As the COVID-19 global pandemic sweeps the globe, stay-at-home orders are being extended from weeks to months. With all non-essential workers telecommuting or taking a break for the foreseeable future, couples are being forced to function under the same roof with little reprieve. At first, jokes circulated that with everyone hunkering down with little to do, we might see a baby boom leading to a generation of “Coronials,” whom thirteen years from now could cleverly be dubbed “Quaranteens.” But that buzz has died down, and in locations where lockdowns have been lifted, divorce rates are up.
Corona-related Points of Contention
So, what are some common points of contention between partners under quarantine? One problem is that we are all processing emotions related to the coronavirus pandemic in different ways, and if you and your partner are not on the same page, it can lead to constant disagreements. One of you might be more worried about getting sick, while the other is more worried about the economy. Or one partner might not be taking social distancing as seriously as the other thinks they should. Calm communication is the only way through these disagreements, and considering that this is a crisis, you might have to schedule a time to hash out your feelings and fears. Take turns. Don’t interrupt. Don’t raise your voice. Ask, “What worries you the most about the situation we’re in?” Listen, practice empathy, don’t be judgemental, and don’t feel pressure to fix things.
Check in with each other regularly, “How are you feeling about things today?” Some days you might be depressed about the heartbreaking stories in the news, some days you might be depressed that a favorite event has been canceled, and both are OK. Allow each other to mourn these different levels of loss, and recognize that many of us will be following the five stages of grief (denial, anger, bargaining, depression, acceptance), over losses large and small, at our own pace.
Mood Management and Establishing Structure
Now, as if managing your world-pandemic woes weren’t enough, you also must focus on managing your moods, patience level and capacity for compassion during your day-to-day interactions. If being in close quarters with your partner all day every day is something you aren’t used to, you might start noticing annoying habits you hadn’t before. You might simply feel suffocated. You might start bickering daily over small things and reopening old wounds related to big things you haven’t completely dealt with. Passive aggression and resentment might build between you and your partner, which could lead to explosive arguments. This is where self-regulating emotions, carving space for yourself, and implementing structure can help.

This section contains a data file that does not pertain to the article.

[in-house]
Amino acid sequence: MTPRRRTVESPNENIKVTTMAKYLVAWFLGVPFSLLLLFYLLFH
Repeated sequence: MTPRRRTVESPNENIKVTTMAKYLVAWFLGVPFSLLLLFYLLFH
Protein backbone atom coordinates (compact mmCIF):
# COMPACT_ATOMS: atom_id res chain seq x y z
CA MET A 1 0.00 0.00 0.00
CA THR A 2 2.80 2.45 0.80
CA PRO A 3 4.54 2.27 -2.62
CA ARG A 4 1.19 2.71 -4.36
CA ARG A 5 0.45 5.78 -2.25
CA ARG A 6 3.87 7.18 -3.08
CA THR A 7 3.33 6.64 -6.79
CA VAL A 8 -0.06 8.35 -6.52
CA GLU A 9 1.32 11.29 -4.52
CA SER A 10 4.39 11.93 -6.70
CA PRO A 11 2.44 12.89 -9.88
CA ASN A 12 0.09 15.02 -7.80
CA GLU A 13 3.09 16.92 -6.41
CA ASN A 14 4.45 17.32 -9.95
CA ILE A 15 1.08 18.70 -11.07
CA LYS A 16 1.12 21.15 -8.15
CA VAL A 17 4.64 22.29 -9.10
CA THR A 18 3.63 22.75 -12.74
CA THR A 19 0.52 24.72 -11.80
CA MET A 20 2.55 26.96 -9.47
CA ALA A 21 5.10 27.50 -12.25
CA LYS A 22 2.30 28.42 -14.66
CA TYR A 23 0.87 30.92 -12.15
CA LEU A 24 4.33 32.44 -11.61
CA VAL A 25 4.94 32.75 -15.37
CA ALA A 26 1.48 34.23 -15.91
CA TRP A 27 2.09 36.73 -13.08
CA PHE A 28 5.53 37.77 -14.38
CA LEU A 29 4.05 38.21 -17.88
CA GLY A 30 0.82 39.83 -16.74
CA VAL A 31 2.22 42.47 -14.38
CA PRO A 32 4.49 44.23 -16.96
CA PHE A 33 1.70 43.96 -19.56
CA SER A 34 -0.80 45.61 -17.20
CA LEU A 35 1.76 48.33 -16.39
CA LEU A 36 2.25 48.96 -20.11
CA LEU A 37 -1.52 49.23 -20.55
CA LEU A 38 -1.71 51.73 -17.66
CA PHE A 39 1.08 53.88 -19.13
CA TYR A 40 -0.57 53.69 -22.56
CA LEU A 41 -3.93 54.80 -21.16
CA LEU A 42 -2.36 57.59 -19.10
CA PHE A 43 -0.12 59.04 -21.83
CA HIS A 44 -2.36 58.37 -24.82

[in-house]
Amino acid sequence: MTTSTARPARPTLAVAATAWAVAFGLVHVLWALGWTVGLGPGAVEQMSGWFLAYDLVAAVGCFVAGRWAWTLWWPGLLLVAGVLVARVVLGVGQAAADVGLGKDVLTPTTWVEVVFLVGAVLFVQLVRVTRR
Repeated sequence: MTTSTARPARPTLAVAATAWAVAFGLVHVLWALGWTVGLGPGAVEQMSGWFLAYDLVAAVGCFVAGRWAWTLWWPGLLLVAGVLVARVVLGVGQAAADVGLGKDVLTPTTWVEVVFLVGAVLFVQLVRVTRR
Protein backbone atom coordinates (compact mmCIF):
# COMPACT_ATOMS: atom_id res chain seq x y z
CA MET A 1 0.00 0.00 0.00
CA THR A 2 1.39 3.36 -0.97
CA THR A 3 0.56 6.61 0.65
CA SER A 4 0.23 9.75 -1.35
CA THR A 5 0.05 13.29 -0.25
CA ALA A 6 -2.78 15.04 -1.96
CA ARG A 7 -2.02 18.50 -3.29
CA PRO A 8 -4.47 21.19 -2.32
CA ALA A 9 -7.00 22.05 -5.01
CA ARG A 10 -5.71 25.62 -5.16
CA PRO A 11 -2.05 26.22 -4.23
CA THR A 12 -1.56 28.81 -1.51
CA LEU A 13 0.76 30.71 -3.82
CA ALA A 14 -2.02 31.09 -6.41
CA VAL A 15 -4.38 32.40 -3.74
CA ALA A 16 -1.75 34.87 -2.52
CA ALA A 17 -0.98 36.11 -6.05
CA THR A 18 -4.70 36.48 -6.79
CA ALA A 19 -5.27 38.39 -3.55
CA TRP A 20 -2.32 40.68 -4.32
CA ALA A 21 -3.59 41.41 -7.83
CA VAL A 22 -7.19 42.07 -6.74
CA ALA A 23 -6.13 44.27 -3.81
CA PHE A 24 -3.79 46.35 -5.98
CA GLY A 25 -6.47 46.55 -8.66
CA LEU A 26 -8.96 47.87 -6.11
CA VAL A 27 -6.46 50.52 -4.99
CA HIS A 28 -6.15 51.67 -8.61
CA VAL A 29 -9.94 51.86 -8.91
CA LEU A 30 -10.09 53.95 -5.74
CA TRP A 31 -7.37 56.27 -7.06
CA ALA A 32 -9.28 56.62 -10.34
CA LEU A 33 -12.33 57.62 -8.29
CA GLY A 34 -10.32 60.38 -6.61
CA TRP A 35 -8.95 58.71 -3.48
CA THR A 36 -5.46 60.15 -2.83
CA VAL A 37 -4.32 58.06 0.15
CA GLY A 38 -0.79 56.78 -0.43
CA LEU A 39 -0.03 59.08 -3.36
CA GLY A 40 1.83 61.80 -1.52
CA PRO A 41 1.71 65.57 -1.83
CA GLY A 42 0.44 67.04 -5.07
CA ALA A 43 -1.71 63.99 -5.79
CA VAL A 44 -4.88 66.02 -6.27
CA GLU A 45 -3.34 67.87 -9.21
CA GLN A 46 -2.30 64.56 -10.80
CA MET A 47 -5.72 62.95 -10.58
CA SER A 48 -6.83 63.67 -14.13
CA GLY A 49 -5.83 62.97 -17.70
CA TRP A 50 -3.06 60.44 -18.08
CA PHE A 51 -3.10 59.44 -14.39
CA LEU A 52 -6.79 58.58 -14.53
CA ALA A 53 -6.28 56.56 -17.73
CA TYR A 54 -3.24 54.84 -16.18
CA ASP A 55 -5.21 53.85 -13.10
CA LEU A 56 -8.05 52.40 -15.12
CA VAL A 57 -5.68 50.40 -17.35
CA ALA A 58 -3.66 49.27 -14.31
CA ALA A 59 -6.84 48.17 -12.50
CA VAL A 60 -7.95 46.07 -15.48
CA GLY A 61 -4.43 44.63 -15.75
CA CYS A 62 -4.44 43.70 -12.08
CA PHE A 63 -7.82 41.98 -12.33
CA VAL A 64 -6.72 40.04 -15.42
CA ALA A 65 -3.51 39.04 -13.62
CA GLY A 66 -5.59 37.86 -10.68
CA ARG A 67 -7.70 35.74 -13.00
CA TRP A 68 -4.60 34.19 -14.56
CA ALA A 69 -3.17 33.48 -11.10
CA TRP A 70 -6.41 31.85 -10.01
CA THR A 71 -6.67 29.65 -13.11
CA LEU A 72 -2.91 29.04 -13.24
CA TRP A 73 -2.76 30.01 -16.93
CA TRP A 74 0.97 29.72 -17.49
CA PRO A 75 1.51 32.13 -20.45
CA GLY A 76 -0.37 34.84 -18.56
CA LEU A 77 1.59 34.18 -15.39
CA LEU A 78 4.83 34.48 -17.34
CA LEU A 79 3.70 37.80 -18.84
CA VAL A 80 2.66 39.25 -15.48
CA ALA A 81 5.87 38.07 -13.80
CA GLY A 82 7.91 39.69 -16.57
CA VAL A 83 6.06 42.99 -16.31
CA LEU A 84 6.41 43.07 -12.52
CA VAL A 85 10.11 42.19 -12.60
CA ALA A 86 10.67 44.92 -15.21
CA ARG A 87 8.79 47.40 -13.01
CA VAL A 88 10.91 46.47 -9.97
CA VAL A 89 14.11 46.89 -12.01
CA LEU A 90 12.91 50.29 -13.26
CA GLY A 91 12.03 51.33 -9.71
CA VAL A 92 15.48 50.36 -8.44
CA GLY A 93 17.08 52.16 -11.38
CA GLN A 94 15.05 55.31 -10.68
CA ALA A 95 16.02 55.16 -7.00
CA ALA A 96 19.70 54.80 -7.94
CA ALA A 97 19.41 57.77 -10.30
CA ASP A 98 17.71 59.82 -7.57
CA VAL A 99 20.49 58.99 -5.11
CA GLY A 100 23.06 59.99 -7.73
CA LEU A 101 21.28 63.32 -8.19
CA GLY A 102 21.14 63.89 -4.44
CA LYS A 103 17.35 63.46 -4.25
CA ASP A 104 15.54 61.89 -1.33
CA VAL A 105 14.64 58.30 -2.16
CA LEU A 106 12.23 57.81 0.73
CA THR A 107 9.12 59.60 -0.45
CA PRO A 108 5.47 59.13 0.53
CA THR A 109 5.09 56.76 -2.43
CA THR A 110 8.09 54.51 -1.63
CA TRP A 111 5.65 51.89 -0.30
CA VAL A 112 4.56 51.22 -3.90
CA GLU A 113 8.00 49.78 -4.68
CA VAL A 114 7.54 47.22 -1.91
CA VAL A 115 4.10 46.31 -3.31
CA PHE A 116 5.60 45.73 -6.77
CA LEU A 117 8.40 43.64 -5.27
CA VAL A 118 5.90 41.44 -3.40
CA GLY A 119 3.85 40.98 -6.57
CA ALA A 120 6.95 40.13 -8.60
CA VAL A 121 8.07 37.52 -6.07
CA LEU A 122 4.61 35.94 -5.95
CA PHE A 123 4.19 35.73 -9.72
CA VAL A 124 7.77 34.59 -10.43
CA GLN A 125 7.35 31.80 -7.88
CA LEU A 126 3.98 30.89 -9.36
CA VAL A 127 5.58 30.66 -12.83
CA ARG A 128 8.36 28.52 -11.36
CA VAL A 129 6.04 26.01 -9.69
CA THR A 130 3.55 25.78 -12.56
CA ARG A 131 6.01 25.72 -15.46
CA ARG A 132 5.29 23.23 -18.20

When something your partner does annoys you, ask yourself: “Is it really their fault, or am I just in a bad mood?” If you catch yourself doing this, you can say, “Sorry I snapped. I’m in a bad mood, but I shouldn’t take it out on you.” You should also be careful not to inter-personalize your problems by blaming your partner when you are actually disappointed with yourself. You might be tempted to blame them for distracting you and preventing you from accomplishing a task. Or you might pressure them into being in charge of your daily motivation to jog, when really, you should rely on yourself. If they’re innocently driving you bananas, or an issue comes up that’s better discussed at a different time — journal it out; just don’t let it become a burn-book situation.
Having separate spaces is ideal for staying emotionally centered, but if you don’t have room, you can ask for space and wear earbuds as an artificial boundary. Carving out time for yourself when creating a routine is important. Some couples in quarantine have found it helpful to substitute their daily commute with a (solo) daily walk, or to use an evening walk, together, to calmly discuss any lingering resentments from the day. It’s helpful to stick to a set amount of time each day that you spend scrolling news, on social media, or watching TV. And though it might sound silly, an adult-version of a “chore chart” on a dry erase board can actually prevent partners from micromanaging each other or acting passive aggressive when something isn’t done. Lastly — and this might also sound silly, or at least cliche– but, be positive! If your partner loads the dishwasher, say thank you, (and instead of criticizing them, quietly rearrange the dishes when they leave the room.)